A gas chromatopraph (GC) is the most widely used chemical analysis tool used in the world. It can take a substance and separate the different things (analytes) it contains which allows a second instrument to identify and measure the analyze (the thing being measured). The GC is a must have in every scientific laboratory. The Michigan State Police Forensic Science Department (MSP-FSD) is the scientific crime laboratory primarily responsible for testing human blood for the presence and amount for alcohol and controlled substances. They also test unknown controlled substances for identification purposes in criminal prosecutions. Their primary tool of analysis is a gas chromatograph. The GC performs the separation for one of many detector systems that will perform the identification and measurement of how much is there. The secondary systems can be a flame ionization detector (FID) or a mass spectrometer (MS) depending upon the purpose for which it is being used. Because all criminal prosecutions utilizing forensic evidence depend upon the use of these instruments it is necessary for a criminal defense attorney to understand them to effectively fight these prosecutions. Boring stuff right? Not to Barton Morris.
Axion Laboratories is a place where they teach people how the GC instruments work and provide hands on opportunities to perform your own tests. They offer three courses that are specifically made for criminal defense attorneys and created in conjunction with the American Chemical Society. In August of 2013 Barton Morris graduated from the first course teaching GC as it related to DUI prosecutions using blood alcohol analysis with a FID. Most recently in April of 2014 Barton Morris graduated from the Axion Laboratory American Chemical Society Gas Chromatography Solid Drug Dose Course. This course taught how to analyze drugs of abuse such as marijuana, cocaine and pills such as ecstasy, vicodin and oxycodone. The same testing done in a forensic laboratory was taught hands-on at Axion including color metric testing, macro and micro scopic, infrared, thin layer chromatography and the use of a gas chromatography using mass spectrometer. All of these methods are used in crime laboratories in Michigan. The theory and use of the Smith Detection Ion Scan 500DT was also taught. This is the same technology used in airports screening for explosives. They are also used to detect trace amounts of drugs. Millions of dollars every year are forfeited by the DEA based upon the trace detection of drugs on currency and baggage using the Ion Scan 500DT.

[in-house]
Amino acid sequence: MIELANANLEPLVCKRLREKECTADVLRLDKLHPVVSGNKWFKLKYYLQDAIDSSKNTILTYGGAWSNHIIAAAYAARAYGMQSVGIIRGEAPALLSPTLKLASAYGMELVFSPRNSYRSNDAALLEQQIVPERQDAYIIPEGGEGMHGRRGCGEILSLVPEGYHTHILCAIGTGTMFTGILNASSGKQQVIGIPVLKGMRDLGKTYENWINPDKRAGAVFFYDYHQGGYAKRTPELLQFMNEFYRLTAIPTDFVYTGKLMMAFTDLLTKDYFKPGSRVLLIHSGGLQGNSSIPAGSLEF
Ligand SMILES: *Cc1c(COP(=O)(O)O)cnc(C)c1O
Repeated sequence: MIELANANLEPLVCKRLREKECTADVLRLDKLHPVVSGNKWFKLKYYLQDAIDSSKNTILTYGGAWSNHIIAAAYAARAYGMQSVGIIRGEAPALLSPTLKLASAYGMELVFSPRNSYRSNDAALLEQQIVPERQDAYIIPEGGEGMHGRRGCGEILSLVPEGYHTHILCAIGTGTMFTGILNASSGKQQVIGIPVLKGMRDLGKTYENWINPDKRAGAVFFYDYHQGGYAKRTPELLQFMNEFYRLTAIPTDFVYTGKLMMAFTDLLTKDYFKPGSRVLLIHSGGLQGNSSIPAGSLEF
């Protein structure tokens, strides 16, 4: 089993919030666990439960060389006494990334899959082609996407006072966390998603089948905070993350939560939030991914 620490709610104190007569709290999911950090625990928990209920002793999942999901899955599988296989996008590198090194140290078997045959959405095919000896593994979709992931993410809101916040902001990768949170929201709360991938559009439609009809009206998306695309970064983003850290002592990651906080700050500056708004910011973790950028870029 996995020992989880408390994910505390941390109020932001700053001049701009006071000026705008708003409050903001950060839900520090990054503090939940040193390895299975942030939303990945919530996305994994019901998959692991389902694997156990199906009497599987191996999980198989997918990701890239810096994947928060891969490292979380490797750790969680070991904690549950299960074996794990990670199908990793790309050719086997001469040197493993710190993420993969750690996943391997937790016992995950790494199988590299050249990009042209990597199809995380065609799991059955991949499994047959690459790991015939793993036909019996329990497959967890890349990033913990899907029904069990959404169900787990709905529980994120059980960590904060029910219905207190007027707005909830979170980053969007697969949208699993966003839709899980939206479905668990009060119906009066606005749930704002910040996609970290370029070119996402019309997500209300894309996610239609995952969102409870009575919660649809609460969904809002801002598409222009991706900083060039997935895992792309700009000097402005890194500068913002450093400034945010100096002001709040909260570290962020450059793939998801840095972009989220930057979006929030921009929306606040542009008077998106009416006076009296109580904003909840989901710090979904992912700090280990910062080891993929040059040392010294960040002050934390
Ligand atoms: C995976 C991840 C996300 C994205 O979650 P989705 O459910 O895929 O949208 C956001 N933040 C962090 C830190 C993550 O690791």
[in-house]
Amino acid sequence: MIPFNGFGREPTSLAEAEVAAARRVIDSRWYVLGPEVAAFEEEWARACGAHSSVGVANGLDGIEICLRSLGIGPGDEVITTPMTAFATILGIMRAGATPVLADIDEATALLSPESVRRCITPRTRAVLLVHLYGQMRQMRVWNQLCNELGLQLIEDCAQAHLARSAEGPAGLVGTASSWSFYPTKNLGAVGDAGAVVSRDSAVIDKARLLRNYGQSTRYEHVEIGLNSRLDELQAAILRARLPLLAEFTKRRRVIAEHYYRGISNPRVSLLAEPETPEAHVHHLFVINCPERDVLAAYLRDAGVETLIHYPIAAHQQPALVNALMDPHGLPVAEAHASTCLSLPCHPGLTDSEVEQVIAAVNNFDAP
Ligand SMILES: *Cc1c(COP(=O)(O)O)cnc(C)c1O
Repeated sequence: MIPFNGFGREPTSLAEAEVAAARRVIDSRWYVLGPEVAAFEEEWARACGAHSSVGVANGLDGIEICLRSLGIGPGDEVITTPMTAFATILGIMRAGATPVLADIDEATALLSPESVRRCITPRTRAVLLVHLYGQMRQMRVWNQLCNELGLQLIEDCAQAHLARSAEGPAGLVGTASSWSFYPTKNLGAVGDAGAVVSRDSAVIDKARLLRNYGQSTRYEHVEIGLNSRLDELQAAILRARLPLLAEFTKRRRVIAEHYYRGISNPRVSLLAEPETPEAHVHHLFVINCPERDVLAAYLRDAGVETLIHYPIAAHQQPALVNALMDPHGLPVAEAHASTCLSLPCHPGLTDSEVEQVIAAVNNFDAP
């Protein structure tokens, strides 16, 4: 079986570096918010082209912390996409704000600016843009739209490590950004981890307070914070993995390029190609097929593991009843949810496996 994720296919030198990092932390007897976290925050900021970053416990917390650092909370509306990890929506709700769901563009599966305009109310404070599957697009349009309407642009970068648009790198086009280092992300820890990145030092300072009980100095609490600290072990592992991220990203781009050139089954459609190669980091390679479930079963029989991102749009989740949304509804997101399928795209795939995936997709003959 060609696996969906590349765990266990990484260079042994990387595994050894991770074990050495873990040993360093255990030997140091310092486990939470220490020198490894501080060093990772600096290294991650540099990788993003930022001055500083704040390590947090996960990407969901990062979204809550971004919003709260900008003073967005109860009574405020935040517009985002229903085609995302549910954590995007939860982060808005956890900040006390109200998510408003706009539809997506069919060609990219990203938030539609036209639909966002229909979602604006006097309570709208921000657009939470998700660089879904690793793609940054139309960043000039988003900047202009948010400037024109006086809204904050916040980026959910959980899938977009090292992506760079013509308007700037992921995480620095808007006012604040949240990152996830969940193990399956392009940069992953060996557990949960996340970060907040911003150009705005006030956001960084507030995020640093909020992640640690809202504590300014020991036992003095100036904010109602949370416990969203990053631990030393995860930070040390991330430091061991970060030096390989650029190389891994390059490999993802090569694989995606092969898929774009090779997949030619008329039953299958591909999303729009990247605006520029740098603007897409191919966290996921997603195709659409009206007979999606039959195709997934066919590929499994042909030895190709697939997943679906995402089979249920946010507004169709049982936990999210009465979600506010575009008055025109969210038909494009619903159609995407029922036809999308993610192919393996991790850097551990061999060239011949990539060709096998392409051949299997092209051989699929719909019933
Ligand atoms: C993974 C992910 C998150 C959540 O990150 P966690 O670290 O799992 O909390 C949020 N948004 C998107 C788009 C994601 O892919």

The solid dose drug testing class was facinating and exactly the type of education that every attorney defending drug related crimes needs. Without the ability to question and challenge the government’s evidence an attorney must trust that the testing is reliable but loses a potentially significant subject of defense that most attorneys overlook.
Barton Morris is scheduled to complete the third course in the series in June of 2014 which provides education and hands-on training on common testing used for driving under the influence of drugs prosecutions. These prosecutions are becoming more and more common especially with medical marijuana laws. Law enforcement is emphasizing drug related driving arrests all over the country and especially in Michigan.
Once all three courses have been completed, along with passing a written examination, Barton Morris seeks to be the first Michigan criminal defense attorney to be designated as an “Attorney Scientist” by the American Chemical Society. This distinction will not only be an honor of achievement but, more importantly demonstrates the commitment of Barton Morris to possess the knowledge and understanding of how to successfully defend criminal defense cases involving forensic science.